Today I wish to initiate a national debate on mental health. Guyana is one of the leading countries in the world as it pertains to mental health issues and the associated suicide and parasuicide.
I recently learnt of a former medical colleague who is battling mental illness. A gifted doctor who is now a vagrant on the streets, with no support either from healthcare professionals or the Medical Council of Guyana.
Whatever happened to duty of care? In St. Lucia, where I worked, a young gifted colleague committed suicide because of mental illness and lack of support. Another, also in St. Lucia, has also taken to living on the street.
I saw a video of a young lady experiencing a mental health crisis at UG and some folks on social media found it funny. These are just a few unfortunate examples. The evidence is that doctors are at higher risk of mental illness and suicide because of the nature of our jobs.
I’m not at liberty to divulge the mental illness of any of my colleagues, but I do wish to share my own battles. I wish to educate the public about the relationship between childhood psychology trauma and mental illness. I also wish to highlight the deep seated ignorance of mental illness in Guyana, the prejudice and stigma we experience, hence the main reason why many patients keep their diagnosis private.
What I am going to write is no easy task. I wrote several letters to the editor with a view of sharing my mental health battles, only to email the editor to request it should not be published. Today, I have taken the painful decision to be open about it because I feel I owe it to my fellow patients to be their advocate.
I suffered from mental illness since I was a teenager. The tragic death of my mother when I was too young to understand the finality of death is a major factor. Abandoned by a useless father further compounded this childhood mental trauma. My aunt did a great job bringing up five orphans, but at the tender age of 22 years, she was not equipped to deal with that massive responsibility. I applaud her for her efforts and owe her a great debt of gratitude.
As a teenager, I had to be hospitalised for one week for attempted suicide. I’m not sure what transpired during my in-patient stay, but I was referred to a psychiatrist. I went to my appointment and became scared with what I saw; a crowded clinic with patients in varying states of mental distress. I exited the clinic and vowed never to return.
I migrated and my symptoms of highs and lows continued. Insomnia, paranoia and the associated irritability was a pattern of behaviour. One of my consultants within a year of me migrating to the UK, recognised that I needed help. I was forced to seek help and was diagnosed with bipolar affective disorder, which I likely had since I was a teenager. I was ashamed of my diagnosis and would never discuss it. The negatives are many but I’d rather focus on the few positives, namely, increased creativity and higher than average intelligence by many who have it. Many past and present brilliant scientists have it. Many great writers have it. Many Grammy and Oscar winning artists and actors have it. Some psychiatrists argue it is the price that humans had to pay for higher intelligence, when compared to our primitive ancestors.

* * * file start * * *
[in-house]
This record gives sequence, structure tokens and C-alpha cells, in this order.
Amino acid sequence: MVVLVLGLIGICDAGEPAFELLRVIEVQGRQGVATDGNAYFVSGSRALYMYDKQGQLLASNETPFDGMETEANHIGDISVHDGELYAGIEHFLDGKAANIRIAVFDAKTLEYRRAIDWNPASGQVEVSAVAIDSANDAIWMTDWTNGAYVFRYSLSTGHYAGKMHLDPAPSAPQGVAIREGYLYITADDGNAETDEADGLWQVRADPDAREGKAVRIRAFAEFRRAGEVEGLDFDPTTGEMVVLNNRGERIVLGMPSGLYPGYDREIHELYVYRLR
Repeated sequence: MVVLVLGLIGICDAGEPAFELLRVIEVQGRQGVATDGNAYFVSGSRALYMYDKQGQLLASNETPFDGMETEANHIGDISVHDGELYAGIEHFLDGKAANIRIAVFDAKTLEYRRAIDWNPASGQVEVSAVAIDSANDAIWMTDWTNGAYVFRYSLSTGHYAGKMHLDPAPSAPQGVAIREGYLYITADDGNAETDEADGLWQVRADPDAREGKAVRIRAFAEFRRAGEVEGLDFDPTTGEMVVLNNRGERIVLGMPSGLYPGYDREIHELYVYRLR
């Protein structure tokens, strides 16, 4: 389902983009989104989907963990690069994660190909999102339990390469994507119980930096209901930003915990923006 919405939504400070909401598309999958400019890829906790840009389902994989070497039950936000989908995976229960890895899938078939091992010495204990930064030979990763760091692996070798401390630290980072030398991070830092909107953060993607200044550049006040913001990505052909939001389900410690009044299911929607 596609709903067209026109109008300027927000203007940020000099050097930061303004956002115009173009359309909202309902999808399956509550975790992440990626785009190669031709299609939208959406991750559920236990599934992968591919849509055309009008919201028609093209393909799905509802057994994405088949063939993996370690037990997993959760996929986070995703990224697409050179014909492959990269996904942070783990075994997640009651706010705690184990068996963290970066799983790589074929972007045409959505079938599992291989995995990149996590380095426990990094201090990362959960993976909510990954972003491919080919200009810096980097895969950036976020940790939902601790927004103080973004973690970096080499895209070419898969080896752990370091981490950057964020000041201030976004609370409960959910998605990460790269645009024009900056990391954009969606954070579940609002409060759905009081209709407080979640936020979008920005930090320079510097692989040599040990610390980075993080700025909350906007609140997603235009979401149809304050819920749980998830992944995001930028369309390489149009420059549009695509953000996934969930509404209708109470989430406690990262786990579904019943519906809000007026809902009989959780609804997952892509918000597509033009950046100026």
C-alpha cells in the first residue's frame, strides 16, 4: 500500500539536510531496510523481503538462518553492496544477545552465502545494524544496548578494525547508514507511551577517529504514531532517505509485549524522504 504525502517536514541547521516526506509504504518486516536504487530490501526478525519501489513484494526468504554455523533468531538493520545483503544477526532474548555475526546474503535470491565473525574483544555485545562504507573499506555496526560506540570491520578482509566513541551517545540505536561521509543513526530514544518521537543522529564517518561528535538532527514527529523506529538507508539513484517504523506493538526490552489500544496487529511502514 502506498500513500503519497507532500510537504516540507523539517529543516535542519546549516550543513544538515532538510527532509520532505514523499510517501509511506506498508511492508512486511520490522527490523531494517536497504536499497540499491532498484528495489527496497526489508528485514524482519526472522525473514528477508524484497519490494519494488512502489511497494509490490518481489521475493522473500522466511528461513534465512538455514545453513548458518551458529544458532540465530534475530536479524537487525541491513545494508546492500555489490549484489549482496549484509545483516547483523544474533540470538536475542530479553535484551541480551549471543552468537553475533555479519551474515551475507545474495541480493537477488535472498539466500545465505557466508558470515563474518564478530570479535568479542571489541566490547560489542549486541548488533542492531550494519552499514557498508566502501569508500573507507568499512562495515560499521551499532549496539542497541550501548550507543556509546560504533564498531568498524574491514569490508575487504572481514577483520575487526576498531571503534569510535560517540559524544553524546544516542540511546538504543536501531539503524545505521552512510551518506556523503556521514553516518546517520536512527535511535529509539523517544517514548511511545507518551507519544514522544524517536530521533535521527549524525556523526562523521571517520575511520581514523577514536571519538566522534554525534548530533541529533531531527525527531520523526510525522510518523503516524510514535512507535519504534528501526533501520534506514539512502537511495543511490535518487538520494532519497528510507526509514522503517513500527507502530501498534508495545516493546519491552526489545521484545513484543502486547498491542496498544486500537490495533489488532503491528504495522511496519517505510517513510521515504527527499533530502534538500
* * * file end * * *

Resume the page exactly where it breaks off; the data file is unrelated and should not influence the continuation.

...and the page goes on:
In 2015, I once again attempted suicide. I drove my Audi TT Quadro sports car into a parking lot of cars. Anyone who knows about Audi sports cars would tell you they have powerful engines. My car was written off. Four other cars were written off in the process. I was stopped by hitting into a wall. I immediately regretted it but lied it was an accident. Clearly it was not. At that time, I was off sick for 11 months, as the medical council investigated my mental health. No clinical concerns were ever raised, it was always my pendulum of moods.
Today, thankfully, I am better on medication and I do receive the support from my employer, medical council and my psychiatrist (medical supervisor), who all recognised me as an exceptional doctor that needed help. The support was instigated in 2016 by the medical council in the form of legal undertakings, since despite the investigations, I continued to refuse the necessary support because like most mental health patients, I refused to accept my diagnosis.
In retrospect, this was the best thing to have happened and started as the impetus for me to be open about my diagnosis with those close to me.
With the help of my employers and the medical council, I became the first from my batch to pass the MRCP (UK) in record time. The first from my batch to become a consultant in the UK. The first from my batch to become a specialist in the UK. The first from my batch to become a fellow of a royal college (FRCP Edin). The first and only MRCP PACES examiner from Guyana and possibly the Caribbean. I was recently nominated for the FRCP (UK) fellowship.
My point is that with the right support, mental health patients in Guyana can live productive lives. The Government should urgently develop policies to address this very serious national issue. The public needs to be educated. The public needs to understand that mental illness is not dissimilar to physical illness. Laws should be passed to protect mental health patients from discrimination. It should be mandatory that employers have systems in place to support mental health employees.
Dr. Mark Devonish MBBS MSc
MRCP (UK) FRCP (Edin)
Consultant Acute Medicine
Nottingham University Hospital